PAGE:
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Always and in everything to be the best – isn’t that our parents taught us? Is it bad to be an excellent student or employee of the month? Healthy perfectionism helps to achieve their goals. The question is how a person copes with failures that are inevitably found


on the way. Psychologist Jessica Predor explains when this quality becomes dangerous.

We constantly make more and higher requirements. This applies to a career, relations with others and their own body. We are driven by the need to look flawlessly on social networks and in life.

Studies show that the current generation is subject to perfectionism more than previous. We are talking about millennials (born in the 80s-early 2000s). Jessica Pryor, a psychologist from the Institute of Family at the North-Western University, says that a tendency to perfectionism has led to an increase in the number of depression and an increase in the number of suicides. She explores the problem and tells how to distinguish a healthy desire for perfection from unhealthy and what to do to discover the real herself.

What is the difference between healthy perfiction and unhealthy?

The specialist emphasizes that perfectionism is not always bad. It has a positive side – this is how ambitions and the desire to succeed are manifested. The more effort, the more likely the achievement of the goals.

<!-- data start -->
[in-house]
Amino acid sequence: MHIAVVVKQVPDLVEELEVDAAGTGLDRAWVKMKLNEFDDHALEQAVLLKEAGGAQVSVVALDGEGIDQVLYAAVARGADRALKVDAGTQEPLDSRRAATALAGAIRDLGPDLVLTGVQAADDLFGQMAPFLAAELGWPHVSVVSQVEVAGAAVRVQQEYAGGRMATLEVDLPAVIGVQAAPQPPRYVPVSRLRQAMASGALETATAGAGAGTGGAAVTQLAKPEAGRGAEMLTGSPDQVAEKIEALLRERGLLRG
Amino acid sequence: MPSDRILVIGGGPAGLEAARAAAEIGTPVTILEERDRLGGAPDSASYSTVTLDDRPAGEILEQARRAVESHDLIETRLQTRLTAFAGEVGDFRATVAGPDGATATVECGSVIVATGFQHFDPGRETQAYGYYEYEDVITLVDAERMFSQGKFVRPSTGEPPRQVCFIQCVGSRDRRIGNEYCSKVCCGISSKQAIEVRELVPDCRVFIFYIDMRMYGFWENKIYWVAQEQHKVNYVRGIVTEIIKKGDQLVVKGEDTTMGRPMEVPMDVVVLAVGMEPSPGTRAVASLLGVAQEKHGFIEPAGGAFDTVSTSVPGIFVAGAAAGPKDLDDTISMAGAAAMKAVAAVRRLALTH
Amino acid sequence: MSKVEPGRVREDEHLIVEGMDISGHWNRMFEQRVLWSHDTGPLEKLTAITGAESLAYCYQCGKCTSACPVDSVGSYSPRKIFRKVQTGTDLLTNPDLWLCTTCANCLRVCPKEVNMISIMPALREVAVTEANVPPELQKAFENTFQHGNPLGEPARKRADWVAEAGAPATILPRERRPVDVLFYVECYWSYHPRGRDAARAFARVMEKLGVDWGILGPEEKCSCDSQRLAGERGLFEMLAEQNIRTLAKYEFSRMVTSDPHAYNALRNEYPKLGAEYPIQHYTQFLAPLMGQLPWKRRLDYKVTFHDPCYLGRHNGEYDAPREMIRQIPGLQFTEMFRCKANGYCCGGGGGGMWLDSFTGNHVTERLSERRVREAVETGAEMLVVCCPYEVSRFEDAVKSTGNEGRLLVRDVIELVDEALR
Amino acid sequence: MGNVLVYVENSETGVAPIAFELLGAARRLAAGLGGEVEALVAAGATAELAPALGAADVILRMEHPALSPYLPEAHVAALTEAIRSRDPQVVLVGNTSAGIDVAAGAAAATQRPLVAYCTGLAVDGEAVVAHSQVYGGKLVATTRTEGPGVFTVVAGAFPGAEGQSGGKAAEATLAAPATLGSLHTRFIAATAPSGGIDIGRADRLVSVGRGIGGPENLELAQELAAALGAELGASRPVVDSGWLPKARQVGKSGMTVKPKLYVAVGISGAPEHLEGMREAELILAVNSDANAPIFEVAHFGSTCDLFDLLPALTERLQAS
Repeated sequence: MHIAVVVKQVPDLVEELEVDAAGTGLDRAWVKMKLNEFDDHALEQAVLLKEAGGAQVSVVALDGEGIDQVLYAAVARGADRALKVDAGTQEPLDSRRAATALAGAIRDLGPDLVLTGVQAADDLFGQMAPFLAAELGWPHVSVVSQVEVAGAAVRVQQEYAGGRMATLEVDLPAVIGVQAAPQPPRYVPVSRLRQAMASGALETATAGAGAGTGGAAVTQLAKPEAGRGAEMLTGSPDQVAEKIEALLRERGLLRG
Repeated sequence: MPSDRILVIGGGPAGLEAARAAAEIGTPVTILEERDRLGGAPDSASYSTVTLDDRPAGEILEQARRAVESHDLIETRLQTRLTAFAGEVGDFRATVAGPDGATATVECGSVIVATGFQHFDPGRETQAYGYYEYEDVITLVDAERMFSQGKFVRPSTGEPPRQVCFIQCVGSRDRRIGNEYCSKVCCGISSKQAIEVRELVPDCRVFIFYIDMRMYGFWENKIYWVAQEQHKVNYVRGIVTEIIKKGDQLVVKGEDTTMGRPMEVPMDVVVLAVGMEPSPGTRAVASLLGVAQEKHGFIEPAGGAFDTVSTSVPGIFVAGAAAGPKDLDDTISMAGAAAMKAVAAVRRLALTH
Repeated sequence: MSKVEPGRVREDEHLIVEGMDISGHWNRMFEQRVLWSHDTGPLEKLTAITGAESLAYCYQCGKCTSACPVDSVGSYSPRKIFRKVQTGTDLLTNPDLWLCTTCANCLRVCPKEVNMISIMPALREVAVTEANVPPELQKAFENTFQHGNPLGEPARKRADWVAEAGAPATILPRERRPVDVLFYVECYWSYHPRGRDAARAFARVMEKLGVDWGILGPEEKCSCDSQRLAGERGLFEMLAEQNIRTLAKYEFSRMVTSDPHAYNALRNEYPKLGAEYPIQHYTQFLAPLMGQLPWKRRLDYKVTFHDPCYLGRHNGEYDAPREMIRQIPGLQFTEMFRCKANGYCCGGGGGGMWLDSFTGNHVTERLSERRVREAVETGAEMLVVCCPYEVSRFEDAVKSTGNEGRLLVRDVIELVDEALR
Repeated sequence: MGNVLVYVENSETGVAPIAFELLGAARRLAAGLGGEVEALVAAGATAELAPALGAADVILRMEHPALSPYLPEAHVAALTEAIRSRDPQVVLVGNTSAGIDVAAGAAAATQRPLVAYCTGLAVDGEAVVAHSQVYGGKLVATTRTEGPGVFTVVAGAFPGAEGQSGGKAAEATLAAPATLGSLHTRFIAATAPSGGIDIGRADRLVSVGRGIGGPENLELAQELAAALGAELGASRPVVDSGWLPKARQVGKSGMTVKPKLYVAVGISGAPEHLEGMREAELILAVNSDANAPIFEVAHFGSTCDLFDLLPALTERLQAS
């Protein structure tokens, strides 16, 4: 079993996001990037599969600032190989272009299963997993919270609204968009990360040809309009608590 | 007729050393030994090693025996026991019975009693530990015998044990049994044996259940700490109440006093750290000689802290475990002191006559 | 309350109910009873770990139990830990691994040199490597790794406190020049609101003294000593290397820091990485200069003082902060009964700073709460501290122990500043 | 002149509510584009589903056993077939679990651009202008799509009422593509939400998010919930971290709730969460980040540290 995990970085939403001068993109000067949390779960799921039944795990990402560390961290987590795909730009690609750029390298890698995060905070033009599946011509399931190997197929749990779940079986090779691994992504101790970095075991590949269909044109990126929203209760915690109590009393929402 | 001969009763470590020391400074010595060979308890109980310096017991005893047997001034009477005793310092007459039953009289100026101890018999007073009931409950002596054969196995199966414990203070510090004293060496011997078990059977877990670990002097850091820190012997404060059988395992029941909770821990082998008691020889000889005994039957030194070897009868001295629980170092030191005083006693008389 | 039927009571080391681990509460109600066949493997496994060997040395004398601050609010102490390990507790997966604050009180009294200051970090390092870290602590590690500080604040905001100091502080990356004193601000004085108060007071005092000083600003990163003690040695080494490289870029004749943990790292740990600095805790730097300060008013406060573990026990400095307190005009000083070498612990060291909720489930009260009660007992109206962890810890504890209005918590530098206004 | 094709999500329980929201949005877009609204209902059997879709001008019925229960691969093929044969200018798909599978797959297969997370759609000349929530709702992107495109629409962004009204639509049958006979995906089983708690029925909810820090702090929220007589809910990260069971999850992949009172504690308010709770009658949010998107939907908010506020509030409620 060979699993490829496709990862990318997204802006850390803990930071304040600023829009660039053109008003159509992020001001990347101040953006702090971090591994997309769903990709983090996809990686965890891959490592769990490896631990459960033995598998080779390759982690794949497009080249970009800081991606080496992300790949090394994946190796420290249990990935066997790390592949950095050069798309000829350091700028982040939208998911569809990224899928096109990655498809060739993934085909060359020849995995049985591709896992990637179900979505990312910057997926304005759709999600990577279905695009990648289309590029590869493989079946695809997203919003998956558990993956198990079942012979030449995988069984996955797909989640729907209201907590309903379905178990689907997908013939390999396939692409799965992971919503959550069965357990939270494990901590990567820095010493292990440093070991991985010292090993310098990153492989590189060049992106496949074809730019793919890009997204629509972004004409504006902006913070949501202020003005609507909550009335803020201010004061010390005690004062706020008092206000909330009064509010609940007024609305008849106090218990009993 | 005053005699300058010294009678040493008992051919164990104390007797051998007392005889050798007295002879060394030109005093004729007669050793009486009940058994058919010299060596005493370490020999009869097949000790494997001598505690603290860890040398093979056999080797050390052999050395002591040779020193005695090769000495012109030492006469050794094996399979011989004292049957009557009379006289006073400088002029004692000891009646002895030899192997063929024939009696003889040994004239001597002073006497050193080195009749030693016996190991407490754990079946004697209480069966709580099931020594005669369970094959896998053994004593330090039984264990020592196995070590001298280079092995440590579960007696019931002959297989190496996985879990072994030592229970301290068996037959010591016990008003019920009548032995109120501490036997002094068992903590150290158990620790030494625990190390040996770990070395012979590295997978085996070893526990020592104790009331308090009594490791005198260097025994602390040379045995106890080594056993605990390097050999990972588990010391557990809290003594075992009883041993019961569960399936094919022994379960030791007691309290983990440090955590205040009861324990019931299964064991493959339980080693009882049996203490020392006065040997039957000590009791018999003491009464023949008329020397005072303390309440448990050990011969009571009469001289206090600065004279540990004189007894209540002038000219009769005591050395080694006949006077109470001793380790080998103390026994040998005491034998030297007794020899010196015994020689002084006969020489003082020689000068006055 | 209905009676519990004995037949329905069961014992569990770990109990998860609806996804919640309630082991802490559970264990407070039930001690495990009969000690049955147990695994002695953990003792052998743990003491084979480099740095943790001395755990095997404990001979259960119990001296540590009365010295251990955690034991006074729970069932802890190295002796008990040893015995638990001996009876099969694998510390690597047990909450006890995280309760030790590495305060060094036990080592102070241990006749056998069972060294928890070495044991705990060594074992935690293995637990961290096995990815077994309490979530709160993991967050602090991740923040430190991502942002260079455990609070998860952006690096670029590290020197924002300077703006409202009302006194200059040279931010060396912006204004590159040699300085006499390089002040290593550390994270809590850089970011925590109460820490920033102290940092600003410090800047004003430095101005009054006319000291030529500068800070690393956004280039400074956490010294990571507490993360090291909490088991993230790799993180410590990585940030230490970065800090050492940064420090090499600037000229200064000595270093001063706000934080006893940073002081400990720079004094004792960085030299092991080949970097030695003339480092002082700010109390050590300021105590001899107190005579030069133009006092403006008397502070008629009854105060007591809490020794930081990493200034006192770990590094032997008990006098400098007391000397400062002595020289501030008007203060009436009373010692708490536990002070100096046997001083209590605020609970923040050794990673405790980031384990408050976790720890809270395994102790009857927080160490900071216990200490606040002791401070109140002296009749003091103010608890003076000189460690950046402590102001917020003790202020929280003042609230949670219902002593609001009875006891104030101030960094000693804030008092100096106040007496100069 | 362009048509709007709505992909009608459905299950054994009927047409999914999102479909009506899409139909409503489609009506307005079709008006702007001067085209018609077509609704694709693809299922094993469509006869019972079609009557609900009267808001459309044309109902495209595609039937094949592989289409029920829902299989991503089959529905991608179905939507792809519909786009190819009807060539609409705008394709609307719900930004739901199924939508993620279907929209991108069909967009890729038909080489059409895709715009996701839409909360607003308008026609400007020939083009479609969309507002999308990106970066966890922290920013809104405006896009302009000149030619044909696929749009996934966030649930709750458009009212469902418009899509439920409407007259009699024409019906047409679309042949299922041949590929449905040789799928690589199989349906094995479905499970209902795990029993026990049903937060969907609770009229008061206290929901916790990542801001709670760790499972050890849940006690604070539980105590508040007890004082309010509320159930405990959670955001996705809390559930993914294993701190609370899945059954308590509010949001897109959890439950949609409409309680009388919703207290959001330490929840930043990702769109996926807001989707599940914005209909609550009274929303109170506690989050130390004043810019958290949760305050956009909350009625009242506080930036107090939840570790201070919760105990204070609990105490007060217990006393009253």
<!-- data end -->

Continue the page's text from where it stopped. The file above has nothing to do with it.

A healthy desire for perfection is accompanied by high psychological stability. This means that you are able to quickly recover after failure and continue to work on achieving goals. A good example of such perfectionists are professional athletes.

“In order to maintain and extend contracts, continue to play in teams, they must constantly show high results – not only high, but extraordinary. They learn from mistakes, rebuild and, most importantly, quickly forget about past failures, ”the psychologist comments.

On the other hand, there is an unhealthy (maladaptive) perfectionism. Those to whom he is characteristic set themselves very ambitious goals and react painfully if it is not possible to achieve them.

“Such people have stringent requirements for themselves, but they have no flexibility, psychological stamina and ability to quickly recover after failures,” the psychologist explains. At the same time, people still continue to set themselves very complex, and sometimes impossible, tasks. “Because of this, the probability of failure increases, and these violent negative reactions are increasingly. A person falls into a vicious circle of constant failures and self -flagellation, from which he often cannot get out on his own. “.

His requirements for himself have extremely stringent, preventing any deviations from the intended plan. For example, he can consider: “Yes, they made me a full partner of the company, but I went to this much longer than colleagues” or “Yes, I managed to enter a medical school, but not the most better!”. Such self -criticism eventually begins to affect self -esteem.